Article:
There was one question left in the minds of many following Ohio State’s 62-39 win against Michigan.
Where has this Ohio State team been all season?
In a season that has seen the Buckeyes ranked as high as No. 2 and as low as No. 10, where they stayed for four straight weeks, most of the year has been underwhelming.
But then “The Game” happened, and now the Buckeyes are potentially one big win away from sneaking into the College Football Playoff.
So where has this team been?
Head coach Urban Meyer has taken a similar view throughout most of the season, saying more than once that his team is nowhere close to where it needs to be on the way to an 11-1 record and a chance at the Big Ten title.
But 11-1 isn’t the whole story. There have been games that made Ohio State look like it should have been kicked out of the top 25, as well as moments of hope that the Buckeyes could compete for a national title.
The bad Ohio State team
These are the bad times.
In this trio of games, all against opponents with six wins or fewer, Ohio State looked uneven, underprepared and unlikely to improve.
The defense has been the biggest lapse, allowing an average of 43.7 points per game, 12 plays of 30 yards or more and at least 450 yards of total offense in the three worst games of its season.
Most of the time that the defense has struggled, it has been against a player on the offense who was expected to play well. Purdue freshman wide receiver Rondale Moore ran rampant against Ohio State for 170 yards and two touchdowns on 12 catches, which was plenty to take down the then-undefeated Buckeyes.
Maryland redshirt freshman Anthony McFarland ran for 298 yards and scored twice in the 52-51 overtime loss.
McFarland was one of many Terrapin running backs, so sure, he specifically wasn’t expected to play that well. But Ohio State failed to adapt its defense at all to the run-dominant Maryland offense, and it nearly gave the Buckeyes its second loss of the season.
The defense has been a question mark, even in some of the better games Ohio State has played. But on offense, especially in lackluster play against Purdue and Nebraska, the pass and run games could not find a way to work together.
The loss to the Boilermakers was the second straight game the Buckeyes failed to run for 100 yards. In the following matchup against the Cornhuskers, redshirt sophomore quarterback Dwayne Haskins completed 56.3 percent of his passes, his lowest percentage of the season.
These “bad” games all felt like Ohio State was playing down to its opponents while emphasizing the glaring issues that the team has on defense when it is exploited.
The good Ohio State team
The final eight minutes against Penn State
Unlike the bad, Ohio State’s good side has not come out very often.
The Buckeyes have played a complete game of football twice this season, once against 1-11 Rutgers and the other against the No. 1 defense in the country in Michigan.
In both instances, the Ohio State defense played at a high level. Maybe not at the level of the top defenses in the country, but certainly enough to let Haskins run the offense without worry.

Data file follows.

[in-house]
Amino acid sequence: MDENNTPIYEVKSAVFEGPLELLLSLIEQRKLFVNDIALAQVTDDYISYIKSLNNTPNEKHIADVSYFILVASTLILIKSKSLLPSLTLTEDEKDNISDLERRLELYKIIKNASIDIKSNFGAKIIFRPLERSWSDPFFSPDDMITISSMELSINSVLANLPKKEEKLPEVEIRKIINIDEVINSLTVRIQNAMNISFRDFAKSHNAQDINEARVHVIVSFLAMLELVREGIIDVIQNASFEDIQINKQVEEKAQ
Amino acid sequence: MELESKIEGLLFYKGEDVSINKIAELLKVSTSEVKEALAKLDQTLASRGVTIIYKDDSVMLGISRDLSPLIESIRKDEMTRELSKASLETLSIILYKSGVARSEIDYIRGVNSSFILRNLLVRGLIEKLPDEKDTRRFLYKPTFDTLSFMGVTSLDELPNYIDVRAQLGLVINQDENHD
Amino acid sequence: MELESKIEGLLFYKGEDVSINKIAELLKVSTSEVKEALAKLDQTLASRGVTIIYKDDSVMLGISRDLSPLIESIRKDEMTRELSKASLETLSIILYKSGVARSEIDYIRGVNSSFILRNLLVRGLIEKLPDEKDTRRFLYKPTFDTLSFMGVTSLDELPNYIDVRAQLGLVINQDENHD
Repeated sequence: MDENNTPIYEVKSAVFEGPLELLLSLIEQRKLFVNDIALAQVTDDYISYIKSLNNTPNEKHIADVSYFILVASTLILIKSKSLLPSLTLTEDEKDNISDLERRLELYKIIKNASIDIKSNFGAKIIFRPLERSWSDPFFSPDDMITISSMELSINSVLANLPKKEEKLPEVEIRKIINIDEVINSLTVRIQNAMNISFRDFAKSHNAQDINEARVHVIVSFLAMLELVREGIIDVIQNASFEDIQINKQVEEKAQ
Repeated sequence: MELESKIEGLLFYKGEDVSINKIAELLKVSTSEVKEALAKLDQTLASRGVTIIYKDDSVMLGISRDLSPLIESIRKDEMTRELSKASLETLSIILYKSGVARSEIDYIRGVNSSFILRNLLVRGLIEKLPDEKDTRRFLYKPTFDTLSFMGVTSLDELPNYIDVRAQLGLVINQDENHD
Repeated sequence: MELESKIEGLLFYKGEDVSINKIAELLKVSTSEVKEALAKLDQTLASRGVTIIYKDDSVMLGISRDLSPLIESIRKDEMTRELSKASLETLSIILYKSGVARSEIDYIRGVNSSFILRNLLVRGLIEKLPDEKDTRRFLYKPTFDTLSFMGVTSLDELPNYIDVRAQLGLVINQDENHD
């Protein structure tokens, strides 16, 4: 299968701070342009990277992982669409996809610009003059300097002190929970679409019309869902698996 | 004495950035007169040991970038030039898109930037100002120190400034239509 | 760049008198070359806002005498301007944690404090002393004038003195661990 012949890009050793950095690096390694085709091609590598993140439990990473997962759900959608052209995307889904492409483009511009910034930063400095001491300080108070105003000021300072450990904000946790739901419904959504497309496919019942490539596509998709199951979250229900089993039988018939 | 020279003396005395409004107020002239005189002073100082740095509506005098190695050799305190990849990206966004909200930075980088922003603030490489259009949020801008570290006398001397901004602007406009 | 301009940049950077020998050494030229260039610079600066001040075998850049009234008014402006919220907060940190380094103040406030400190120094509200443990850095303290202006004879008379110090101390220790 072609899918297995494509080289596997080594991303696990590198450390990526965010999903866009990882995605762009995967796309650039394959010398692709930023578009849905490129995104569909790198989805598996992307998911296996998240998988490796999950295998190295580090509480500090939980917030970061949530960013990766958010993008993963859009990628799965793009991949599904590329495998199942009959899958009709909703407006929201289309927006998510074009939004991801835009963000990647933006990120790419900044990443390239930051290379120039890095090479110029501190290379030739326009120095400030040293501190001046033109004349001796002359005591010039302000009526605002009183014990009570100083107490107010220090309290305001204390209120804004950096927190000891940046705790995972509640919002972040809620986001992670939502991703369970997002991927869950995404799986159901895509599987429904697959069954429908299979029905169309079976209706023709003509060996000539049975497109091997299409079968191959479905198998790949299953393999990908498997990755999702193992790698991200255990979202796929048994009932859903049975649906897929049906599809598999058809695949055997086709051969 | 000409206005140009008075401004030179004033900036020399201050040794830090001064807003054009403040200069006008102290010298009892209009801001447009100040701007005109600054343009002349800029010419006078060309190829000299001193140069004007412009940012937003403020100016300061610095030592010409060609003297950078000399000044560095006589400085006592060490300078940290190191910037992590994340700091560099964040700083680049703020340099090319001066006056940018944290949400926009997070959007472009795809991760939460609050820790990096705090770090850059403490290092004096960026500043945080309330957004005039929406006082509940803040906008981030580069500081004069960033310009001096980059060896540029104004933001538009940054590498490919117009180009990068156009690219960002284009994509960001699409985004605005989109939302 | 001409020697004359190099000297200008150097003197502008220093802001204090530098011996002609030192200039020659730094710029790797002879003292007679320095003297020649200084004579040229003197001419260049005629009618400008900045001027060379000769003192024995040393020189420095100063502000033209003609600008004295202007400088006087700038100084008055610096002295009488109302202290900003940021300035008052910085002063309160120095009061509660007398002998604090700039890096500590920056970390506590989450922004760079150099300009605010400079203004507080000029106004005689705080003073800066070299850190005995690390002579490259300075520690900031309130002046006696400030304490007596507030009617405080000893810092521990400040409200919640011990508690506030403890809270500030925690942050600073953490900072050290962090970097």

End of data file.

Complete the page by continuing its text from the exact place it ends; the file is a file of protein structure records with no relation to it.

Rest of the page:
Ryan Day, either as acting head coach or as offensive coordinator, has made his dent in these games with smart play-calling to exploit the weaknesses in the defenses. Against Michigan, crossing routes took advantage of the man defense, and in the final moments to beat Penn State, Haskins used screen routes to drive 96 yards in fewer than three minutes.
The weaknesses against Rutgers were, well, everything, but the Scarlet Knights have played other teams close, including losses by less than one score to Northwestern and Michigan State, as well as a 13-point defeat to the Nittany Lions.
Ohio State left no doubt in the 52-3 thrashing of the Scarlet Knights but left plenty in the 27-26 win against Penn State. For 52 minutes, the Buckeyes showed more weaknesses than strengths but brought it together for eight impressive minutes to overcome a 12-point deficit and stay undefeated.
But when looking at the competition and overall game play, Ohio State had one game to show what it is capable of doing, and that was against Michigan.
The offense showed ability both in the air and on the ground, and the defense brought the most pressure it has since junior defensive end Nick Bosa left with an injury against TCU. The linebacker play was dramatically improved, and, while 39 points is high, over half came in the fourth quarter with the game already in hand.
Which Ohio State team will show up against Northwestern?
Momentum would say the good one. The Michigan victory was the best Ohio State has looked all season, and the matchup against the Wildcats is of equal importance if the Buckeyes hope to make the playoff.
But Northwestern’s ability to make games close could force Ohio State back into its negative tendencies, and it should not be overlooked how much the Buckeyes prepared for the Michigan matchup.
Specifically, defensive coordinator Greg Schiano said 364 days of preparation go into that game.
Ohio State might have moved on from being the team that lost to Purdue by 29 and took five-win Maryland to overtime. But the Buckeyes might also not be the same team that beat the Wolverines come time for the Big Ten Championship.
As has been the case for every game this year, the Ohio State team that shows up on Saturday will be a toss-up. But the Buckeyes are trending up at the right time, and if they can repeat their game from this past week, they have a legitimate chance of making the playoff for the third time in program history.